Solar power tested on broiler farm
Demonstration project explores the practicalities of on-farm solar power at a Delaware broiler farm.
Plants have been capturing the sun's energy and converting it into chemical energy for millions of years. Photovoltaic cells, which convert some of the sun's energy into electricity, were developed by Bell Labs in the 1950s for use in the space program.
Environmental concerns and the rising cost of fossil fuels have brought the idea of using solar cells to generate electricity for commercial and residential use more into the mainstream. The practicality of using the sun's energy to power a modern broiler house is being put to the test in a three-year study on an Allen Family Foods' broiler farm located just outside of Laurel, Del.
A partnership of government agencies, private enterprise and the University of Delaware has been formed to put solar power to the test in a real-world, on-farm situation.
Allen's Portsville Road farm, which is company owned, was chosen as the demonstration site. The farm has five broiler houses, but only one will use solar power.
The two solar panels on the farm can generate up to 42 kilowatts of electricity. This is more power than is needed to run the one broiler house. The study will test using solar panels to power the broiler house, charge back-up batteries, and to put electricity on the power grid.
Power generated by the solar panels is direct current, and inverters are used to convert this power to alternating current for use in the broiler house or for sale back to the power grid. Energy in the batteries, which were sized to power the house for up to eight hours, is stored as direct current. The farm's back-up generator is also available if all else fails.
The battery system, invertors, switching equipment and monitoring equipment are housed in a trailer on the farm. A typical solar installation would not have the sophistication of this set-up, but the equipment was necessary for data collection.
Bob James, live production manager, Allen Family Foods, said that the system had one hiccup in the first couple of flocks. For a brief period, the switching equipment left the house without power, even though power was available from multiple sources.
While a major catastrophe was averted, this shows that even with sophisticated equipment, backup procedures need to be in place and everyone needs to know exactly what to do when the "automatic" systems don't function as intended.
The system being tested at the Portsville farm was built by WorldWater & Power Corp. with help from the University of Delaware, at a cost of $500,000. Chris Schering, vice president of national accounts for WorldWater & Power Corp., said that future farm installations, without all of the monitoring equipment, would cost half to two-thirds of the demonstration project's equipment.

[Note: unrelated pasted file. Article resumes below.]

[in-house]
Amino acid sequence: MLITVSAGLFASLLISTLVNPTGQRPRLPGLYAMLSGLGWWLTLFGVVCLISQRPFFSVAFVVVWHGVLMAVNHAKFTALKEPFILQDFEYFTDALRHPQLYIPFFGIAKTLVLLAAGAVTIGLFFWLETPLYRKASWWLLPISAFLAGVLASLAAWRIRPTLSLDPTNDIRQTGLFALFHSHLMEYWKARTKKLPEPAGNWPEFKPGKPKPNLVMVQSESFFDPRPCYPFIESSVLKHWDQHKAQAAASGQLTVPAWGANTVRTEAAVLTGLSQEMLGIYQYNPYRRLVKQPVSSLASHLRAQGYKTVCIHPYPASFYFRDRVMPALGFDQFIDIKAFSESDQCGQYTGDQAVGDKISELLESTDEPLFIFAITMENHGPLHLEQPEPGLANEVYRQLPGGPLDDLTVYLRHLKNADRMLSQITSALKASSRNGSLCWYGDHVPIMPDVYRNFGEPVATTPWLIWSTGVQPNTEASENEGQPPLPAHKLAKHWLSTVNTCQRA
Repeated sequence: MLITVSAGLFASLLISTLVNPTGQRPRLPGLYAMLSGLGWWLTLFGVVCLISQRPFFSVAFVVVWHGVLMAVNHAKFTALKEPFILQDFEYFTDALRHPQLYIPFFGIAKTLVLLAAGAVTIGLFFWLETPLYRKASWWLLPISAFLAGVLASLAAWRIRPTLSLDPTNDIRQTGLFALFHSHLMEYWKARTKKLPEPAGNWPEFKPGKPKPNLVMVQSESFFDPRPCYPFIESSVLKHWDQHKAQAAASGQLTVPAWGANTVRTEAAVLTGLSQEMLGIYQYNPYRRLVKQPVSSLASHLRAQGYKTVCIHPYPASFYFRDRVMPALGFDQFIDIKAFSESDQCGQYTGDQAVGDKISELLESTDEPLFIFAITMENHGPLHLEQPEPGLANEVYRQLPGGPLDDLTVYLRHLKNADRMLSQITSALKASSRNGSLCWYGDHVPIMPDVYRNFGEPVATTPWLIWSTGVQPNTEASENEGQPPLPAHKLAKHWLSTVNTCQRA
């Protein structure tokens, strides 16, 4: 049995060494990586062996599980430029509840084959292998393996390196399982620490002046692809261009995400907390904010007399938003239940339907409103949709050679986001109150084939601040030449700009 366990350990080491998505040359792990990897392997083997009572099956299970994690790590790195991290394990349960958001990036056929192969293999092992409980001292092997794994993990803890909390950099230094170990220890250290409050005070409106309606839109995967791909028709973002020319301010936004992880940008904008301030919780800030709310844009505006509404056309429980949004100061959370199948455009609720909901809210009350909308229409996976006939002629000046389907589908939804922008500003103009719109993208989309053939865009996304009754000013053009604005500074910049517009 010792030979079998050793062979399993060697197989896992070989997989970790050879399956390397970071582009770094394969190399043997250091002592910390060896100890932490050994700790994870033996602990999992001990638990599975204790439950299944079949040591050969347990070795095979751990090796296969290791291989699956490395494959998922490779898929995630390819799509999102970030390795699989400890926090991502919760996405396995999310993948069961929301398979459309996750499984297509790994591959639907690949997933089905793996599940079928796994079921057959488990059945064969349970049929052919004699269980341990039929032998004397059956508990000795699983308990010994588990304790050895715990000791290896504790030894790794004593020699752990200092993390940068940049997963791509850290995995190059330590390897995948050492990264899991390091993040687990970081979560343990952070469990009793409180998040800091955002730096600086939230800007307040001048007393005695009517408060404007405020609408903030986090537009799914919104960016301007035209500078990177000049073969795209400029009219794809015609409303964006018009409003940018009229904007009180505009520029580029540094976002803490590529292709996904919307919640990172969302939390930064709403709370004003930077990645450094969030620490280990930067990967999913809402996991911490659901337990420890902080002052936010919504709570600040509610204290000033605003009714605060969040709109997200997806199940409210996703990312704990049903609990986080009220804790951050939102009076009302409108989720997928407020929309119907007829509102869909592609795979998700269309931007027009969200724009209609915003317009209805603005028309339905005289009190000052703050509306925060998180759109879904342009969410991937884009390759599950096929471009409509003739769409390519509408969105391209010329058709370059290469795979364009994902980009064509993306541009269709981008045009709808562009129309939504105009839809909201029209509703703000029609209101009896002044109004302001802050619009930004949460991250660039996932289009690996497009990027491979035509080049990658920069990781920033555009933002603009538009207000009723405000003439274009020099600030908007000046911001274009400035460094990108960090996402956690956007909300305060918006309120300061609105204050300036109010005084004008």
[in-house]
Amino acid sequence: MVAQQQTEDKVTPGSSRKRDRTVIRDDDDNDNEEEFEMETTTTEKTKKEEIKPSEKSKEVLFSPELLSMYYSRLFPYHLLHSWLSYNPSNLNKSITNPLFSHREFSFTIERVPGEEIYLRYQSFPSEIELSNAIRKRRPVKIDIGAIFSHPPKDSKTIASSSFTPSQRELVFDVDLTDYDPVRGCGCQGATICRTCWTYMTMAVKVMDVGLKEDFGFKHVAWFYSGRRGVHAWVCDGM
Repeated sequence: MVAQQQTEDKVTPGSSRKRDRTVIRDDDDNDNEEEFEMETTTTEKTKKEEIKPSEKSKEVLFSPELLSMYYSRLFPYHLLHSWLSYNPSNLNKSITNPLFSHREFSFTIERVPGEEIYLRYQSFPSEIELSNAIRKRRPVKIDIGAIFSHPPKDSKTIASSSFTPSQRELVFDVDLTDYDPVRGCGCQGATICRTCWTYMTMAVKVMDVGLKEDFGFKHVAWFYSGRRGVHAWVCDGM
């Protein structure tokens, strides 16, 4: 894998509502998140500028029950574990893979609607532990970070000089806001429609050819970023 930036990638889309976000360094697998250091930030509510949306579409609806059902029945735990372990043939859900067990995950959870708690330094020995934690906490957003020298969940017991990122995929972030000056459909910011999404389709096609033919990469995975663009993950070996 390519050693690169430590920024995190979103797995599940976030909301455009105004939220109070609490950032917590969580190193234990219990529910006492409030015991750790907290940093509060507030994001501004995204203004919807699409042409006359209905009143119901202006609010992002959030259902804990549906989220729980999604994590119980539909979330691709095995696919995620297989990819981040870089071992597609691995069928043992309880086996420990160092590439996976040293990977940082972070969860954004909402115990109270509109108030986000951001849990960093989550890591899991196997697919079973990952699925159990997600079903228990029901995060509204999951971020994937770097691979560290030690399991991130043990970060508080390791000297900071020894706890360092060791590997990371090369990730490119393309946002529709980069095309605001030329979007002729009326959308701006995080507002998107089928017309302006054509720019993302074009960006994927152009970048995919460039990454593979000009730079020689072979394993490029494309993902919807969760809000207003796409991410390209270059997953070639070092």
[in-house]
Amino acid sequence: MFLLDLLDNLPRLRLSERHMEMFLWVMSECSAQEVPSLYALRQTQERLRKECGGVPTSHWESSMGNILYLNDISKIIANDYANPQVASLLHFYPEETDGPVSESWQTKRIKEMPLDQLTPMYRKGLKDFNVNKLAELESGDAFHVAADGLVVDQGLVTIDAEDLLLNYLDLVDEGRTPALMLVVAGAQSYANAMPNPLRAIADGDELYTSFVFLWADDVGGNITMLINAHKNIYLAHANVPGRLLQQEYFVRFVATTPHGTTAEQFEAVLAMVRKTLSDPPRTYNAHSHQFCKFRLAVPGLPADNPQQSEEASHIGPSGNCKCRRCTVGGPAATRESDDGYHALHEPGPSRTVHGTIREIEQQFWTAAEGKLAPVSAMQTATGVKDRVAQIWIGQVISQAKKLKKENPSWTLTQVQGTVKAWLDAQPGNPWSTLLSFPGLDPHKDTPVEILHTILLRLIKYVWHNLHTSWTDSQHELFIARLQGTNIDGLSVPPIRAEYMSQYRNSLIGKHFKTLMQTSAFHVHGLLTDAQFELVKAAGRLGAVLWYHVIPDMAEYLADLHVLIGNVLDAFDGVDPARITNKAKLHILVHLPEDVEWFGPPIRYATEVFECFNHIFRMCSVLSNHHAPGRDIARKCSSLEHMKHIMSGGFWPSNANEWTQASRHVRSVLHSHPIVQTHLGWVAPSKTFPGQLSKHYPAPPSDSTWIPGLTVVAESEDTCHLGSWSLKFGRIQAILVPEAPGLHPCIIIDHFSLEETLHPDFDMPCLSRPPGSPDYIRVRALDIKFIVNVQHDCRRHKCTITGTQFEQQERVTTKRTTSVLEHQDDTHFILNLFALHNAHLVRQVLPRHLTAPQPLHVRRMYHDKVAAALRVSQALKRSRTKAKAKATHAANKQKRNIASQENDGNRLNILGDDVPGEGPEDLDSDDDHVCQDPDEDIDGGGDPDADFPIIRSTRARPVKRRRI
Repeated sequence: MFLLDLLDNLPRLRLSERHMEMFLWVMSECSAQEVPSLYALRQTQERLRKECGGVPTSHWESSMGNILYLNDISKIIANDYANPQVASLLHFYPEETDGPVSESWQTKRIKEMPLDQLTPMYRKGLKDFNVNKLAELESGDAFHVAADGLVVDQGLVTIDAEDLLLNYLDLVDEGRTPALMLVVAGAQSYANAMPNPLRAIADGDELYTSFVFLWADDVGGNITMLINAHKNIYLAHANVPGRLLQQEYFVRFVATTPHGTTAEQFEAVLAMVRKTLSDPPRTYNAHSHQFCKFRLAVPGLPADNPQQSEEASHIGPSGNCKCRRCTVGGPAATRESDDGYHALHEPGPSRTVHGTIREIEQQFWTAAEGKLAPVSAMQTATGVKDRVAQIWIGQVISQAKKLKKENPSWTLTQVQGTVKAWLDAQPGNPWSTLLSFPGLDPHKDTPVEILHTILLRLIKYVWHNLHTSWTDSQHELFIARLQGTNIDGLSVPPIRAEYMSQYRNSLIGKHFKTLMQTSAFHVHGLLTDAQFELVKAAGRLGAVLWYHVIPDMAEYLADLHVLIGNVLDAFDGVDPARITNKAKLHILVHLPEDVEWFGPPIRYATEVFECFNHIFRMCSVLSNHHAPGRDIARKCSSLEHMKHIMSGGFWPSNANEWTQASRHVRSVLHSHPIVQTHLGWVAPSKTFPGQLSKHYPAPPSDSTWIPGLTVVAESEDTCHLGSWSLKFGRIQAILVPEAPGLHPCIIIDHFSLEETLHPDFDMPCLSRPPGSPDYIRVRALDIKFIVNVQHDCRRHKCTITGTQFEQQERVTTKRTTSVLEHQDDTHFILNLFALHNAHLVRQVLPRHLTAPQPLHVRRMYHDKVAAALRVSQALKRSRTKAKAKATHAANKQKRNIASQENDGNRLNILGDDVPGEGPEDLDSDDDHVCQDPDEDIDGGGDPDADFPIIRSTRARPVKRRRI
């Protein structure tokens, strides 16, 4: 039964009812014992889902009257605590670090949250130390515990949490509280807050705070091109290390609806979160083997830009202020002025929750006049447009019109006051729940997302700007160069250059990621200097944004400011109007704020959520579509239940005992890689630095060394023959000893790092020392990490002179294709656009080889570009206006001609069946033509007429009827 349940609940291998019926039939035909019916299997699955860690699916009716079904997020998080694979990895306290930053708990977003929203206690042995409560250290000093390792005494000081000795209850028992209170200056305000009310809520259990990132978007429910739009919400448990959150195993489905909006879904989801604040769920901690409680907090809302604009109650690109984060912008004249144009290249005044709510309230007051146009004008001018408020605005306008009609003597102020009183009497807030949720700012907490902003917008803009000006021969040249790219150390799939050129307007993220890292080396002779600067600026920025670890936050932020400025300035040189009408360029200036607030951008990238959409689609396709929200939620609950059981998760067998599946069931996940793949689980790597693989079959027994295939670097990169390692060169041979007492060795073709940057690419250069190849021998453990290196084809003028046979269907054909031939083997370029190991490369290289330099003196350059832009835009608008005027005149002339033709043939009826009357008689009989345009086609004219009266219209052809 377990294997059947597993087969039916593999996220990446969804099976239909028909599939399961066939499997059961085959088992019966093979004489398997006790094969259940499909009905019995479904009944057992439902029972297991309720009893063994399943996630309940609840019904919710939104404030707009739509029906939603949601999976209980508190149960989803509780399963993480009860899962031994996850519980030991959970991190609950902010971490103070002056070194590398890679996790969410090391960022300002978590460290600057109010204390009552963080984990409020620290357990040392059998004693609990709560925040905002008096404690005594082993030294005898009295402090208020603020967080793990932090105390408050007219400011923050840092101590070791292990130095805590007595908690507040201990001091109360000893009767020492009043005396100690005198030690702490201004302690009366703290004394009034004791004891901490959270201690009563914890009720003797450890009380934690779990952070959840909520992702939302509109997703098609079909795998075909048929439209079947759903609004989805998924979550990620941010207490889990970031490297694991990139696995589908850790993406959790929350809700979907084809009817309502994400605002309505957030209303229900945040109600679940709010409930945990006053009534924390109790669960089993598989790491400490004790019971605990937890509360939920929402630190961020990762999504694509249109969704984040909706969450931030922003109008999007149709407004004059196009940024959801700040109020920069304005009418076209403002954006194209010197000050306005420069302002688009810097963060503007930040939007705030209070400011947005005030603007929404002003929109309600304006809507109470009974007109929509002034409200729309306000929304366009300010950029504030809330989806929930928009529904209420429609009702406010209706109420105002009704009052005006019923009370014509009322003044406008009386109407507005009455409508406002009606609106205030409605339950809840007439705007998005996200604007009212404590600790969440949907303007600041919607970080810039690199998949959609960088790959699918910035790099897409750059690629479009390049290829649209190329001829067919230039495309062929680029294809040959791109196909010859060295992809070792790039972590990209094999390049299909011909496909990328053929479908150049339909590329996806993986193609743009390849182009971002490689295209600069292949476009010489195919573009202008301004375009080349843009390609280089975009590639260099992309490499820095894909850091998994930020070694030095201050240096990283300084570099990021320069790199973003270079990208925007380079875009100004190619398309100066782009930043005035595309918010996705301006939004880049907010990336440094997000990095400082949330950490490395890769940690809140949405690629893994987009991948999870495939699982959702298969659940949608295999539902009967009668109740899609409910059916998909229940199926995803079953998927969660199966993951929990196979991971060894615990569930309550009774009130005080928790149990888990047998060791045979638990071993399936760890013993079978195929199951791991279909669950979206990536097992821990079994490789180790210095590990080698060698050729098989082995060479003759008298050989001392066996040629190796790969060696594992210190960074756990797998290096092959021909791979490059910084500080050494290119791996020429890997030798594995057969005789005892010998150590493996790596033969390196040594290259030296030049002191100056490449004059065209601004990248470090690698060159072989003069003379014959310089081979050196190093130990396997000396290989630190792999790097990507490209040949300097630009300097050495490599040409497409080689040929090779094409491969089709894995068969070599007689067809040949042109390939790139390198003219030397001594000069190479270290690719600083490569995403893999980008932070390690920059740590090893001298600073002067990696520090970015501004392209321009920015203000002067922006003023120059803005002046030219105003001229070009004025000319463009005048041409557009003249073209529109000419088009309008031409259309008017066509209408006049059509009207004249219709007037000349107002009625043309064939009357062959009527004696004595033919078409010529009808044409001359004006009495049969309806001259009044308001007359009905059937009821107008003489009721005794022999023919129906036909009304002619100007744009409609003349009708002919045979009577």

This means that a solar system large enough to power a new poultry house could cost as much as the house itself.
Payback for a solar system can come from a number of different sources. First, a federal tax credit of 30 percent of the initial investment is available. Some states have their own tax credits or rebates, and state credits can be as much as 50 percent of the system cost.
If the technology proves to be effective, USDA rural development grants or low-interest loans may be available. Also, some states have mandates for a certain amount of power being generated by alternative means.
A market is developing in these states for "green" credits. Solar panel owners could get paid for these credits based on how much electricity they generate. Green credits have been valued at over $0.20 per kilowatt hour in Delaware, which is more than double the electric rate.
Allen Family Foods is paying for this demonstration project and it is expected that tax credits and rebates will offset over half of the project's cost.
Schering said that after considering tax credits and rebates, which vary by state, and depending on local electric rates, a solar-powered, electric-generating system for a poultry farm could pay for itself in as little as four years.
Commercially available solar panels generate 10 watts per square foot and weigh around three to four pounds per square foot. Panels can be mounted on the roof of many poultry houses, but this might not provide the best placement for capturing sunlight.
Without tax credits and rebates, solar power is not practical today, but this could change in the future. Research is ongoing to improve the efficiency of solar cells. Manufacturing costs for solar equipment should drop as the technology gains greater acceptance.
Prices for all sorts of consumer electronic products, like cell phones, CD players, DVD players, etc., have fallen as they have become mainstream items, and the same should be true for solar cells.